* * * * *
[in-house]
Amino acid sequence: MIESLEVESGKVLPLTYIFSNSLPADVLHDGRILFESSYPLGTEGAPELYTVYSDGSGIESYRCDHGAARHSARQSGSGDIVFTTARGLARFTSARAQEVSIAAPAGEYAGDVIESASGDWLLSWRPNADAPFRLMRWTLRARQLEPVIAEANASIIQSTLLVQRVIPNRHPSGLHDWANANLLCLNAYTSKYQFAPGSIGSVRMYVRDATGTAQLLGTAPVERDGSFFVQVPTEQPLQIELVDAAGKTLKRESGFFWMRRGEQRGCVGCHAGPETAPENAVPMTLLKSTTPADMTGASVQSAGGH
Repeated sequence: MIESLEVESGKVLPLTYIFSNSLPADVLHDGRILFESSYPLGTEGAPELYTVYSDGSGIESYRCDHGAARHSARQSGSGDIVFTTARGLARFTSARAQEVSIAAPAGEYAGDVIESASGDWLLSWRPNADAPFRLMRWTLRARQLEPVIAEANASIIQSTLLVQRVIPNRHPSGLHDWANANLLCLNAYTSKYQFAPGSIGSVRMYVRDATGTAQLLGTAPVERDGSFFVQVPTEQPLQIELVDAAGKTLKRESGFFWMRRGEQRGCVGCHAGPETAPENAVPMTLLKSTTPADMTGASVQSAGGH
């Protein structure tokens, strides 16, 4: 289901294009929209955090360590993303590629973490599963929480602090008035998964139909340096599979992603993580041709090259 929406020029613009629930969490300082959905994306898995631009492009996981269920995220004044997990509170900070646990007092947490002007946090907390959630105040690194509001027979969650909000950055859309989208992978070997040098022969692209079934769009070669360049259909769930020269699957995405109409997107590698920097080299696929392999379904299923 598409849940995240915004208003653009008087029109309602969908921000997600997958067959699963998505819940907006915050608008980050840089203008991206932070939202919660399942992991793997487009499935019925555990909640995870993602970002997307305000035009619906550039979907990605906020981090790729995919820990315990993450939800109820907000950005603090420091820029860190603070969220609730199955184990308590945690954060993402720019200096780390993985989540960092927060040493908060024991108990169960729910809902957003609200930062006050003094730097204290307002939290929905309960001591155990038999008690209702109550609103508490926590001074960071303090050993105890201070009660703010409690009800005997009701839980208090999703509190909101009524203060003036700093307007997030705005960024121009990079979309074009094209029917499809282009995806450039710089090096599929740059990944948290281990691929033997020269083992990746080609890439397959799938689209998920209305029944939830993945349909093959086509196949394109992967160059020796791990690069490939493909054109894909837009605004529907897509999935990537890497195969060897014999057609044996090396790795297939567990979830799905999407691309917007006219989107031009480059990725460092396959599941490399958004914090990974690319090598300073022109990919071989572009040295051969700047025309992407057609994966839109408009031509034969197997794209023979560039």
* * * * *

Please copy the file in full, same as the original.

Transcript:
[in-house]
Amino acid sequence: MIESLEVESGKVLPLTYIFSNSLPADVLHDGRILFESSYPLGTEGAPELYTVYSDGSGIESYRCDHGAARHSARQSGSGDIVFTTARGLARFTSARAQEVSIAAPAGEYAGDVIESASGDWLLSWRPNADAPFRLMRWTLRARQLEPVIAEANASIIQSTLLVQRVIPNRHPSGLHDWANANLLCLNAYTSKYQFAPGSIGSVRMYVRDATGTAQLLGTAPVERDGSFFVQVPTEQPLQIELVDAAGKTLKRESGFFWMRRGEQRGCVGCHAGPETAPENAVPMTLLKSTTPADMTGASVQSAGGH
Repeated sequence: MIESLEVESGKVLPLTYIFSNSLPADVLHDGRILFESSYPLGTEGAPELYTVYSDGSGIESYRCDHGAARHSARQSGSGDIVFTTARGLARFTSARAQEVSIAAPAGEYAGDVIESASGDWLLSWRPNADAPFRLMRWTLRARQLEPVIAEANASIIQSTLLVQRVIPNRHPSGLHDWANANLLCLNAYTSKYQFAPGSIGSVRMYVRDATGTAQLLGTAPVERDGSFFVQVPTEQPLQIELVDAAGKTLKRESGFFWMRRGEQRGCVGCHAGPETAPENAVPMTLLKSTTPADMTGASVQSAGGH
């Protein structure tokens, strides 16, 4: 289901294009929209955090360590993303590629973490599963929480602090008035998964139909340096599979992603993580041709090259 929406020029613009629930969490300082959905994306898995631009492009996981269920995220004044997990509170900070646990007092947490002007946090907390959630105040690194509001027979969650909000950055859309989208992978070997040098022969692209079934769009070669360049259909769930020269699957995405109409997107590698920097080299696929392999379904299923 598409849940995240915004208003653009008087029109309602969908921000997600997958067959699963998505819940907006915050608008980050840089203008991206932070939202919660399942992991793997487009499935019925555990909640995870993602970002997307305000035009619906550039979907990605906020981090790729995919820990315990993450939800109820907000950005603090420091820029860190603070969220609730199955184990308590945690954060993402720019200096780390993985989540960092927060040493908060024991108990169960729910809902957003609200930062006050003094730097204290307002939290929905309960001591155990038999008690209702109550609103508490926590001074960071303090050993105890201070009660703010409690009800005997009701839980208090999703509190909101009524203060003036700093307007997030705005960024121009990079979309074009094209029917499809282009995806450039710089090096599929740059990944948290281990691929033997020269083992990746080609890439397959799938689209998920209305029944939830993945349909093959086509196949394109992967160059020796791990690069490939493909054109894909837009605004529907897509999935990537890497195969060897014999057609044996090396790795297939567990979830799905999407691309917007006219989107031009480059990725460092396959599941490399958004914090990974690319090598300073022109990919071989572009040295051969700047025309992407057609994966839109408009031509034969197997794209023979560039």